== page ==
Related Links

Recommended Links

Give the Composers Timeline Poster

Site News

What's New for
Early 2018?

Site Search

Follow us on
Facebook    Twitter


In association with
Amazon UKAmazon GermanyAmazon CanadaAmazon FranceAmazon Japan

CD Universe



Sheet Music Plus Featured Sale

CD Review

Giovanni Pierluigi da Palestrina

Signum 450

How Fair Thou Art

  • Alma redemptois mater
  • Quam pulchri sunt gressus tui
  • Pulchrae sunt genae tuae
  • Tota pulchra es anima mea
  • Nigra sum, sed Formosa
  • Regina coeli
  • Trahe me, post te
  • Veni, veni, dilecte mi
  • Surge, propera amica mea
  • Descendi in hortum meum
  • Ave regina coelorum
  • Sicut lilium inter spinas
  • Osculetur me
  • Ecce tu pulcher es
  • Sicut lilium inter spinas
  • Salve Regina
The King's Singers
Signum Classics SIGCD450
Find it at AmazonFind it at Amazon UKFind it at Amazon GermanyFind it at Amazon CanadaFind it at Amazon FranceFind it at Amazon Japan

Pierluigi da Palestrina (from the commune about 20 miles east of Rome and better known simply as Palestrina, of course) lived from 1525 or 1526 to 1594 working in Italy – specifically, holding a string of church appointments in Rome. Towards the end of his life, after marrying his second wife, Virginia Dormoli, and while employed once more at St. Peter's he turned his attention to the secular Canticum Canticorum (Song of Songs), the texts from the Hebrew Bible celebrating joy and human love. Popular throughout the period of Renaissance Humanism, the Song of Solomon sequence is free and exhilarating yet without indulgence or excrescence.

Palestrina's settings emphasize the aspect of the group of Canticum Canticorum which displays restraint and decorum. They were dedicated to Pope Gregory XIII – and published in 1584. Indeed, such a dedication suggests, perhaps, that the often openly erotic and sensual was to be considered "translated" towards something less personal, more widely human than sexual.

This recording of a dozen settings from the Canticum Canticorum itself is framed by four marian motets. It's entitled "How Fair Thou Art – Biblical Passions…" to convey adoration, admiration and elevation of such human experiences; and of Mary's role as worthy of Christian worship. But the singing style of The King's Singers, for all their seriousness and sensitivity, seems aimed at bringing the immediacy and fervor of the Canticum Canticorum and the motets right down to earth. The very first meticulously-articulated phrase sets the tone for the rest of the 55 minutes of close choral singing which we get from Signum here. Enunciation is emphasized. At the same time, the "soul", the energy of this music, is expected to follow the King's Singers. But it doesn't consistently do so.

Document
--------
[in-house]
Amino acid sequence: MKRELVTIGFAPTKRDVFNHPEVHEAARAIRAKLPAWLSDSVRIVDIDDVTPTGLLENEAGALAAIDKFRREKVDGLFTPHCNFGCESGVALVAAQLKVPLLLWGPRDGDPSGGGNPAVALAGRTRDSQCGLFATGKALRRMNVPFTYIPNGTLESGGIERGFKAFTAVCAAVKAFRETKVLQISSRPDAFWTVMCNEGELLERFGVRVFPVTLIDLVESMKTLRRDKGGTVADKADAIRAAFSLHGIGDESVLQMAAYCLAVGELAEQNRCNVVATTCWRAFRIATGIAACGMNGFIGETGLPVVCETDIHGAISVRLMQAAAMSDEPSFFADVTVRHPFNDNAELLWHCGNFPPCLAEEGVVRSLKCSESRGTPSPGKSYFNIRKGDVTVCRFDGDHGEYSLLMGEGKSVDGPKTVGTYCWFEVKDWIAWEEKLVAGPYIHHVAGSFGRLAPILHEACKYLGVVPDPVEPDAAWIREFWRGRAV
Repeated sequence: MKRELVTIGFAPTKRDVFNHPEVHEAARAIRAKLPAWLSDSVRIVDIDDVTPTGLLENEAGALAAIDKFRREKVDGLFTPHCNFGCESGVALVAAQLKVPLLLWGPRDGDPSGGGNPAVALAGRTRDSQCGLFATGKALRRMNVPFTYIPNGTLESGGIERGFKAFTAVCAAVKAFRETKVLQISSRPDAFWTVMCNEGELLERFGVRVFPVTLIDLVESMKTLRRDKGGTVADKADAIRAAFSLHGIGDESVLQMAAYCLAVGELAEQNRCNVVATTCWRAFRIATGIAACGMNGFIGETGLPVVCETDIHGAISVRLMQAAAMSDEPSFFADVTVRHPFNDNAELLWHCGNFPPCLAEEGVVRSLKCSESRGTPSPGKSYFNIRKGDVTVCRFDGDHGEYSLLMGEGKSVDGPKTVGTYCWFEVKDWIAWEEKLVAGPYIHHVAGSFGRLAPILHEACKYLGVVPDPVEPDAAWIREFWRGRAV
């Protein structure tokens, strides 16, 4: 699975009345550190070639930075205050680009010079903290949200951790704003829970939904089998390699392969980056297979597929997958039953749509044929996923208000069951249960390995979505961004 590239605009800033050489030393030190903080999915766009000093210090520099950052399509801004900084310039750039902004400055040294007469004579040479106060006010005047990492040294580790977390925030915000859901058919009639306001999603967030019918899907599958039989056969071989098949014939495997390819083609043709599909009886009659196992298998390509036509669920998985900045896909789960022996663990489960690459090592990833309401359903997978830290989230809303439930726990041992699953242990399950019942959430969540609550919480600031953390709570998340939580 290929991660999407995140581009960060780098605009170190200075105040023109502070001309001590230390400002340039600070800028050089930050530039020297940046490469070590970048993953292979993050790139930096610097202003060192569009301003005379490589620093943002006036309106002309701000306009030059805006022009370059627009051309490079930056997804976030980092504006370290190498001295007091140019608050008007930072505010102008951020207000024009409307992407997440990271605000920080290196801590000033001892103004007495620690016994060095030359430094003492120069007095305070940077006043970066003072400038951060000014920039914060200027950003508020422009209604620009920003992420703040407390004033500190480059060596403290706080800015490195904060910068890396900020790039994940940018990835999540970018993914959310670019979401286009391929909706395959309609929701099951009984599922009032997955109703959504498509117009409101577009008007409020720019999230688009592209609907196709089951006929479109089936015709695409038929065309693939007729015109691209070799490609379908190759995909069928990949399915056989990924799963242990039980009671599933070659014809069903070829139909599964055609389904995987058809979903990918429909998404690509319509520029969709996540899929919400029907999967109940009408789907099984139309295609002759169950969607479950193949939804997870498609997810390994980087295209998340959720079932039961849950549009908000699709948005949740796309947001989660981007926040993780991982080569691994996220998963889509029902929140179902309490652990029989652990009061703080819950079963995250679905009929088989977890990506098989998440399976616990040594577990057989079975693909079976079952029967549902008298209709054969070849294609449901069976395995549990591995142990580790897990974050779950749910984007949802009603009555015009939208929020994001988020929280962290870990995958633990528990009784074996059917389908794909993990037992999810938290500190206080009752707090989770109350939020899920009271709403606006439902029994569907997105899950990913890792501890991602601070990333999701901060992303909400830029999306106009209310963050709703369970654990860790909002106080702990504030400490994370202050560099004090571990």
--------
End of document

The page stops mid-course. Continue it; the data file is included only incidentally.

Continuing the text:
Aided in part by a very forward and closely-miced recording, there is a paradoxical roughness, a readiness and a rugged approach to the words (but not the melodic lines) in their delivery which will be taken at best as "spontaneity"; less charitably as "demotic". Not quite restrained "showiness"; but neither particularly gentile or refined.

We are used to hearing Palestrina's music as "angelic", transcendant and ethereal. This set of 16 performances is at the opposite end of the spectrum. For some listeners it will be the kind of "realism" that they need as an antidote to "total" counterpoint of the prima pratica … indeed, every syllable of the King's Singers is enunciated with great clarity. The subtleties of the harmonies are all respected.

But this is very much a recording emphasizing the performance itself, and the singers who have chosen to perform, rather than one which tethers what we hear to the overall achievement of Palestrina in a much wider context. Steering a still judicious course between the delightful and delicious, it privileges pragmatism over the wandering beauty of Palestrina's essence.

It's this contrast between words picked up and fondled by the King's Singers on the one hand and an almost studied waywardness on the other which makes it hard to get a sense of beauty through dedication and wonder on Palestrina's part. Listen, for instance, to the way in which they seem as though they must push their way through the multi-syllabled substance of the Nigra sum [tr.5], rather than let it come to them of its own accord. The performers are not technically deficient. But the performance seems more concerned to advocate the fact that the singers have taken up this music and "treated" it than to present Palestrina's own remarkable anima to us.

The acoustic (St Augustine's Church, Kilburn, London) is clean and relatively unreverberant. The short booklet briefly puts the music and composer in context and contains all the texts in Latin and English with a little about the King's Singers. This is not likely to become a definitive recording of this amazing repertoire. Truthfully, it might mislead anyone new to Palestrina's great strengths. But for those who respond to care and lack of laqueur, it may perhaps work.

Copyright © 2016, Mark Sealey